Camp Santo’s Firewatch was released last year to relatively high acclaim. It garnered a strong following for an indie release and it won two BAFTA Games Awards last week. And it’s a relatively simple premise. One that I am admittedly late to — but one that I am still compelled to share my thoughts about.
Firewatch is a first-person adventure, gravitating around a fire-lookout working in a Shoshone National Park. Prefaced by a troubled family life — the everyman ‘Henry’ moves to escape his past — only to find things are not as they seem.
Throughout the game, the player interacts with the forest in the classic point-and-click format and reports his findings to his faceless supervisor, Delilah, via a ham-radio. But as paranoia blossoms, the player invariably finds themselves caught amongst something of a conspiracy. Suddenly, perusing this lush and inviting environment becomes increasingly tense and puzzling. And with only Delilah on the radio for company, the player is bound to isolation.
The game itself opens with a interactive text segment — allowing the player choose minor details to their backstory. Whilst this is not representative of the main drift, the gameplay is defined by its simplicity. It has more akin with those forms of text puzzles, that add weight and consequence to decisions, rather than anything technologically complex. In fact, the gameplay itself borrows a lot from other titles. It has the context-less meandering of Myst — where the player interacts with items and tries to make sense of their surroundings off the back of this. Players can unlock supply caches and stumble upon the remnants of previous Rangers. These photographs, notes and memos add more tangibility to the world than anything particularly rewarding. They are not used, for example, in the Far Cry or Tomb Raider sense to unlock greater prizes, but rather they offer humorous, non-essential supplements.
But as the story unravelles, this method works increasingly well. The heart of Firewatch is precisely this nonchalant attitude. That it defies certain conventions because it’s striving for something a little more human. Threats are introduced with a confused back-and-forth with Delilah rather than a dramatic cinematic. Supply caches are locked under the same ‘1-2-3-4’ code because, naturally, look-outs always forget the sequence. There are even items — namely books — that have absolutely no hidden meaning or relevance to the game. They add a normality to proceedings that is strangely refreshing. All those years of Broken Sword had me looking for secret keys in pinecones that were literally just part of the foliage. Whether or not this is fun, is a little more contentious. But the dialogue exchanges with Delilah typifies this well. It’s certainly the game’s strength: adding a wonderful humorous facet that offsets the lonelier or more tedious objectives. Backtracking across the forest is more palatable with her small talk and quirky jabs. And as the game gets increasingly darker; as does our relationship with Delilah. Making our trust part of the emerging struggle.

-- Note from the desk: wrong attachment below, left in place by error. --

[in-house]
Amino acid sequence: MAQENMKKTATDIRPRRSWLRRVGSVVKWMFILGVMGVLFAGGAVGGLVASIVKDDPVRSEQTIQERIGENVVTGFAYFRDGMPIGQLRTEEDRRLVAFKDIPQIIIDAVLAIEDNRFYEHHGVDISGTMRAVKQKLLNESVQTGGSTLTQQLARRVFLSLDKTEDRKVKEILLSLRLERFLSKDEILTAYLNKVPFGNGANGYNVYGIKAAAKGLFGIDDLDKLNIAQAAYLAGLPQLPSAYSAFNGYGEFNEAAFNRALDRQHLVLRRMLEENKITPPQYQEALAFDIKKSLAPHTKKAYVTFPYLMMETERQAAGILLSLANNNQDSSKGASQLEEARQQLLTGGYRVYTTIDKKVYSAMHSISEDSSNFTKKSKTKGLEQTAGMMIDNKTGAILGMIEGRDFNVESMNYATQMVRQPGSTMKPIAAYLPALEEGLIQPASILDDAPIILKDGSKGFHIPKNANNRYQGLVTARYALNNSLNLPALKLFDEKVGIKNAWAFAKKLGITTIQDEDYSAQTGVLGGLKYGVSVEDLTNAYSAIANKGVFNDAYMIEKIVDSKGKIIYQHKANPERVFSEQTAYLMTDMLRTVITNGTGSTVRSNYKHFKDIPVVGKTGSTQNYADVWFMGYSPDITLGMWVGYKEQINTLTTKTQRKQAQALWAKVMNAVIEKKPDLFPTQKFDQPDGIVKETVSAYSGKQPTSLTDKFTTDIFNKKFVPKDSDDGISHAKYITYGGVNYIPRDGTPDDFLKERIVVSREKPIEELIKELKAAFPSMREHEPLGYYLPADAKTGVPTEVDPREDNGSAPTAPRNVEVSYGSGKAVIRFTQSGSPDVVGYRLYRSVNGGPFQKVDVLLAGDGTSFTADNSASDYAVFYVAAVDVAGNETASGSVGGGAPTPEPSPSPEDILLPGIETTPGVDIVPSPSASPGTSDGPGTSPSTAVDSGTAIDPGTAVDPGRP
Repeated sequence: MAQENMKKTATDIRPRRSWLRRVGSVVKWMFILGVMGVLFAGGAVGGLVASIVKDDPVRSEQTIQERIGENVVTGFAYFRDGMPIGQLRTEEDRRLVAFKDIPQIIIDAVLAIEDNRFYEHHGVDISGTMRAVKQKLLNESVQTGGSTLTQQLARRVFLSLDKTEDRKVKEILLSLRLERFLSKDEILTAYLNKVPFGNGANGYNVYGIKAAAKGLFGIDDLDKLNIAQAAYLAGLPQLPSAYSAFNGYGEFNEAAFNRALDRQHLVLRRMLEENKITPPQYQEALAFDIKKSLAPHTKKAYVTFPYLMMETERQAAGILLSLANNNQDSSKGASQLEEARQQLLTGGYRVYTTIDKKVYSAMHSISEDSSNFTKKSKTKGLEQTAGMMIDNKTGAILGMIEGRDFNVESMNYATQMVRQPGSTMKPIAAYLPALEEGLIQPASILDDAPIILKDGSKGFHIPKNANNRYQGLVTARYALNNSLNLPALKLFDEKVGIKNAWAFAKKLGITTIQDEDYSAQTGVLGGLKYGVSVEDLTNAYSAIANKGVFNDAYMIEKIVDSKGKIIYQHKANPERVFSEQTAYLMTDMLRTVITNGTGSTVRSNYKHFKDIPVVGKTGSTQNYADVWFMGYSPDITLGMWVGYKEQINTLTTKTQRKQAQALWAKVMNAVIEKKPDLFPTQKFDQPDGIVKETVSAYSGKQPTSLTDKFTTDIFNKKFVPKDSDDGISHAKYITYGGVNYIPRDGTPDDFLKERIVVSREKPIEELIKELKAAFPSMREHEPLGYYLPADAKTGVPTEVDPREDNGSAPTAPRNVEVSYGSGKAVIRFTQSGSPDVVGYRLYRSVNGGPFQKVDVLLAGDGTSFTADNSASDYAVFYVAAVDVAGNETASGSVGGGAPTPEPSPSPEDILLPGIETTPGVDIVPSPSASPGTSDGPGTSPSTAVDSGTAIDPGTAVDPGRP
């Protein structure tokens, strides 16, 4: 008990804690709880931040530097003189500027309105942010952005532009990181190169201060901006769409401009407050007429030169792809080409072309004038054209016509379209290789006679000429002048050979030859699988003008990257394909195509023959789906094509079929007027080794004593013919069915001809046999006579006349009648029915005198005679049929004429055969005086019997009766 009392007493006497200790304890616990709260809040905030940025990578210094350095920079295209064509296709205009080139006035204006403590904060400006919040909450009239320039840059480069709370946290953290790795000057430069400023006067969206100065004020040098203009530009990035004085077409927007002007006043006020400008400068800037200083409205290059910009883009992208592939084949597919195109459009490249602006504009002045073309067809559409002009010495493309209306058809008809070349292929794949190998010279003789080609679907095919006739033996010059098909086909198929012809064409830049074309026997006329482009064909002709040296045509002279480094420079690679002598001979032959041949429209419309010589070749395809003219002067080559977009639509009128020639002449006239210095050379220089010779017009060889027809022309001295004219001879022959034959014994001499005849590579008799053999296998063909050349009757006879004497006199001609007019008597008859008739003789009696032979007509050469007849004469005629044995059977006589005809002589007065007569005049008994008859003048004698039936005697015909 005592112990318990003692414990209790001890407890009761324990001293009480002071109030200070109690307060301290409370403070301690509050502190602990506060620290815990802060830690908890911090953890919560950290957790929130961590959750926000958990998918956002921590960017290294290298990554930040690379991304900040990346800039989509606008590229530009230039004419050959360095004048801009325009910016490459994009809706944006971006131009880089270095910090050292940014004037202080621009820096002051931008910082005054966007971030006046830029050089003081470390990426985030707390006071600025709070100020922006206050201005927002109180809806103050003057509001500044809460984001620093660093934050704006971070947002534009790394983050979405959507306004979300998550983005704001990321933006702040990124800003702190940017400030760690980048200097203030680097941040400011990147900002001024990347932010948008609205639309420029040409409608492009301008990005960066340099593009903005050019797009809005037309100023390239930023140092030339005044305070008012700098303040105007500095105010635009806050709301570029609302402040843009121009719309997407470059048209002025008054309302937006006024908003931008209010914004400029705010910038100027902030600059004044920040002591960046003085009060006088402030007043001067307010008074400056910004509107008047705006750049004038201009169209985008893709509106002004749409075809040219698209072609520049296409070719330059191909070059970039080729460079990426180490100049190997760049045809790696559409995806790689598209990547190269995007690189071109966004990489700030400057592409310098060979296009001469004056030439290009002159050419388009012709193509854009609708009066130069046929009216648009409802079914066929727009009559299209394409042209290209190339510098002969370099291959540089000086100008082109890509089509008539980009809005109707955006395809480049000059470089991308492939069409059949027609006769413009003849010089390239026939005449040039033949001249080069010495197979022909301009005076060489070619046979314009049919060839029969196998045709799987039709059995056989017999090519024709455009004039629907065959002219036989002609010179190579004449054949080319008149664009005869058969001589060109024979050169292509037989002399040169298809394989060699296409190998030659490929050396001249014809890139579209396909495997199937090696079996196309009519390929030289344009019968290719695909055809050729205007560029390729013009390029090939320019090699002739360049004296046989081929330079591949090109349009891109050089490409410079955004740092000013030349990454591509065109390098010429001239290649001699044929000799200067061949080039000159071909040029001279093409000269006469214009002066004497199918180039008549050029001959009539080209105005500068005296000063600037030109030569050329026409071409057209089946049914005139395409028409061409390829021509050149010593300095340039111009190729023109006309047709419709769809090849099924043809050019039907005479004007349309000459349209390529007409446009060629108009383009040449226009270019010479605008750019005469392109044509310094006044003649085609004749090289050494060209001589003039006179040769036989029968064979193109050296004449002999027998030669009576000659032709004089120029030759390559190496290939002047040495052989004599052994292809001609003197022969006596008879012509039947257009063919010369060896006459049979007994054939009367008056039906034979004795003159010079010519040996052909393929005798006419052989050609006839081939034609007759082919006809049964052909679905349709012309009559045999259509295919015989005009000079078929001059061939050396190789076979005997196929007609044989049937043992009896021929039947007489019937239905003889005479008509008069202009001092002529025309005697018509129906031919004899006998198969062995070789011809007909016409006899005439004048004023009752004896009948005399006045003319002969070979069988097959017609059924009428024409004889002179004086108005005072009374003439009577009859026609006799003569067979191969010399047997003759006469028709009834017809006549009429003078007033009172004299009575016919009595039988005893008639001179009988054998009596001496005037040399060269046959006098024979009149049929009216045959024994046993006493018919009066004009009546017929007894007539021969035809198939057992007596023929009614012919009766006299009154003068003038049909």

Of course, for such a narrative heavy title, there is some overarching expectation regarding its pay off. With a well paced but short running time, the extent Firewatch makes for a satisfying ride its a little less clear. Indeed, the game opens with some rather heavy, personal topics — but it does little to tie up the loose ends of both Henry and what he finds in the forest. And there is a fair but of misleading throughout the middle that some may find underwhelming. But on reflection, Firewatch isn’t really about the conspiracy within the National Park. It’s not really about Henry or Delilah’s past, either. It’s about their cynicism. How this experience and bonding changes their outlook on life. To some extent, it’s also about how the player can learn from that. Even the central mystery of the game — the nerdy Brian Goodwin and his militaristic father — injects some sweet overtones about personality, youth and what constitutes for good character. I actually found the experience immensely bitter-sweet. The photographs during the end credits were especially striking; blending player expression with linearity. (No spoilers!)
All the same, Firewatch is wrapped up in a charming art-style that really lends to its premise. It marries this character driven adventure with a simplistic, oversaturated design. Although I found an underwhelming graphical performance on the Xbox One — as always — with considerable frame-rate lag when sprinting — it served its purpose perfectly. This design brings a timeless to this adventure along with some rather memorable views, too. Its soundtrack is equally as understated –– with bass guitar segments driving tension over soothing piano chords. It solidifies both the thematic tones of this ‘tranquil paranoia’ along with its modest production values.
Ultimately, Firewatch is a touching experience. It’s a game about people and how people can be. Good, bad and that murky middle ground. It plays on memory, love and loss but it’s surprisingly funny, too. And for a title that I had no real expectation for –– it captivated me immeasurably. It stayed on my mind in between play sessions and I expect it will continue to do so, for time to come.